Global learning for local solutions: Reducing vulnerability of marine-dependent coastal communities (GULLS)

Funded Project Information
Coastal Vulnerability
NSF code 
Lead PI: 
Kevern Laurence Cochrane, Rhodes University
Alistair Hobday, CSIRO Marine and Atmospheric Research
Gonuguntla Syda Rao, Central Marine Fisheries Research Institute
Maria Gasalla, University of São Paulo
Ekaterina Popova, National Oceanography Centre
Adina Paytan, University of California Santa Cruz
Hajanirina Razafindrainibe, Service D’Appui La Gestion De L’Environnement*
Candida Savage, University of Otago*
Grant Murray, University of Victoria*
Almeida Tomas Guissamulo, Eduardo Mondlane University*
Paul Shaw, Aberystwyth University*
Chris Hill and Craig Hutton, University of Southampton
* partners bringing their own funding/in-kind support




Time period: 
36 months

Many coastal communities rely on marine resources for livelihoods and food security. As populations
increase, so does pressure on coastal resources already under stress from pollution, coastal development, and habitat degradation. Climate change and variability (including extreme events) will also impact coastal systems and the vulnerability of dependent communities, but may also bring
opportunities. This project will contribute to improving community adaptation efforts by characterizing, assessing and predicting the future of coastal-marine food resources through the provision and sharing of knowledge across regional "hotspots", defined here as fast-warming marine areas and areas experiencing social tensions as a result of change. Hotspots are likely to include the priority areas for adaptation and also represent laboratories for observing change and developing adaptation options and management strategies. Comparing hotspot regions will extend existing collaborations and connect local adaptation research and outcomes to improve global learning. Focusing on adaptation options and strategies for enhancing coastal resilience at the local level will contribute to capacity building and local empowerment.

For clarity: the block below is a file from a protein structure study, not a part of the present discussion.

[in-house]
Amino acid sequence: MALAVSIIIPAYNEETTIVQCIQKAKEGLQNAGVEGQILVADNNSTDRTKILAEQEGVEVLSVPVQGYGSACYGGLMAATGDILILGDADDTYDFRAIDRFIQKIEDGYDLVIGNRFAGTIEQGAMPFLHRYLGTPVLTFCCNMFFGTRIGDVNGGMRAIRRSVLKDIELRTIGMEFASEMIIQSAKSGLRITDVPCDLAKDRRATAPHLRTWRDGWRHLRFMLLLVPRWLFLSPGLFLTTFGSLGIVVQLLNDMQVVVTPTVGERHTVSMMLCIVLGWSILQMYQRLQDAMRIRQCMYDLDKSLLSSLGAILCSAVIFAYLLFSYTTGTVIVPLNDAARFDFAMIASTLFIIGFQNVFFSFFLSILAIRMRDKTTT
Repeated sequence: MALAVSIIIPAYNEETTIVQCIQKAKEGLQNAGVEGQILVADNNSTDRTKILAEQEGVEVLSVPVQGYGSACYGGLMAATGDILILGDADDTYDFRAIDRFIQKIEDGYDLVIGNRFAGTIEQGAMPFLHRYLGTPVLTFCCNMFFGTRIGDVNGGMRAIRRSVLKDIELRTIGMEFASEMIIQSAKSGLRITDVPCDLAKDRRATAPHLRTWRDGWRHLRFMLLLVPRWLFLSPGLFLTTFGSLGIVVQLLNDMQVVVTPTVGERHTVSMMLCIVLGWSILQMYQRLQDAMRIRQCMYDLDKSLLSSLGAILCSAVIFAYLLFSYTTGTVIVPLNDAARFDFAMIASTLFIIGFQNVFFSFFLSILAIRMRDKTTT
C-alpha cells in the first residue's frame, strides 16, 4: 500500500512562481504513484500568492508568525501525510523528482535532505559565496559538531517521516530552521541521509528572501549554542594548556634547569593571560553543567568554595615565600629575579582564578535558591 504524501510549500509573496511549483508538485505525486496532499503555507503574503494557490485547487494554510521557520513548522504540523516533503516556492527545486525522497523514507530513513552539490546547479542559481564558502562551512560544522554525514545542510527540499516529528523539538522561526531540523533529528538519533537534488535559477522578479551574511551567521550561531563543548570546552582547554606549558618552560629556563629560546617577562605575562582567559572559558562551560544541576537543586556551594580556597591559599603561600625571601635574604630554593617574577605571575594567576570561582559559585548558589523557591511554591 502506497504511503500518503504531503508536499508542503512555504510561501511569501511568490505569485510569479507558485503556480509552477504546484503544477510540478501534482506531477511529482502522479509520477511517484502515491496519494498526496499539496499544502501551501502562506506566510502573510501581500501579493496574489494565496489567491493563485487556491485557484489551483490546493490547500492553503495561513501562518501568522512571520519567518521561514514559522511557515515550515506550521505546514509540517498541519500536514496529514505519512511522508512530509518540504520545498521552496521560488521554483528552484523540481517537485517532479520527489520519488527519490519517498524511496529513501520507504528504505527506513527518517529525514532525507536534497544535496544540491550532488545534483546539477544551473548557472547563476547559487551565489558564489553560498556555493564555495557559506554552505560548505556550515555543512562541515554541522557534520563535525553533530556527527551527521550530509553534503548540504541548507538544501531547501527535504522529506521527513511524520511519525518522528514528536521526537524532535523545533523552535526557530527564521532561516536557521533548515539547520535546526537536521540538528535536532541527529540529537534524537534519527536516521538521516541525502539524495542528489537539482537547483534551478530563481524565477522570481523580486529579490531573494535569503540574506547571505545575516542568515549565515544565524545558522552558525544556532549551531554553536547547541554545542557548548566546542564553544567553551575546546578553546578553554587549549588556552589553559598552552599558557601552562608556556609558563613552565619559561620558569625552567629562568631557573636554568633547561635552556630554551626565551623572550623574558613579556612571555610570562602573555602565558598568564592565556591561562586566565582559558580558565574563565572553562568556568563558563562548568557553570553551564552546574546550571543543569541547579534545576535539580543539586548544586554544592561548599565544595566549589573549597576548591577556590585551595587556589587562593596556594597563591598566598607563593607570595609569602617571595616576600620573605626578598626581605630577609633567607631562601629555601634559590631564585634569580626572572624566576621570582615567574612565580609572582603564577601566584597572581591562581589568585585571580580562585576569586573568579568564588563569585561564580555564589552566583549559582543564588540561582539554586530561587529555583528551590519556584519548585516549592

Current weaknesses in marine coastal management include limited integration of natural and social
studies, poor translation of scientific understanding into adaptive management mechanisms, and few guidelines for policy development. A holistic system approach will be piloted within one hotspot region (western Indian Ocean) through an existing Alliance of experts and researchers, prior to application in other hotspot regions (India, Brazil, South Africa, Australia). Integration of natural, social and economic studies will identify a range of options for management and policy reform.

These alternatives will be delivered as briefing materials to managers and decision-makers in coastal communities and society at large. There are existing strong partnerships within and between the focal regions in this project, and strong scientific and political support for the development of effective science-based governance approaches. This project will deliver a comprehensive set of options to reduce coastal vulnerability and position vulnerable coastal communities for an improved future.

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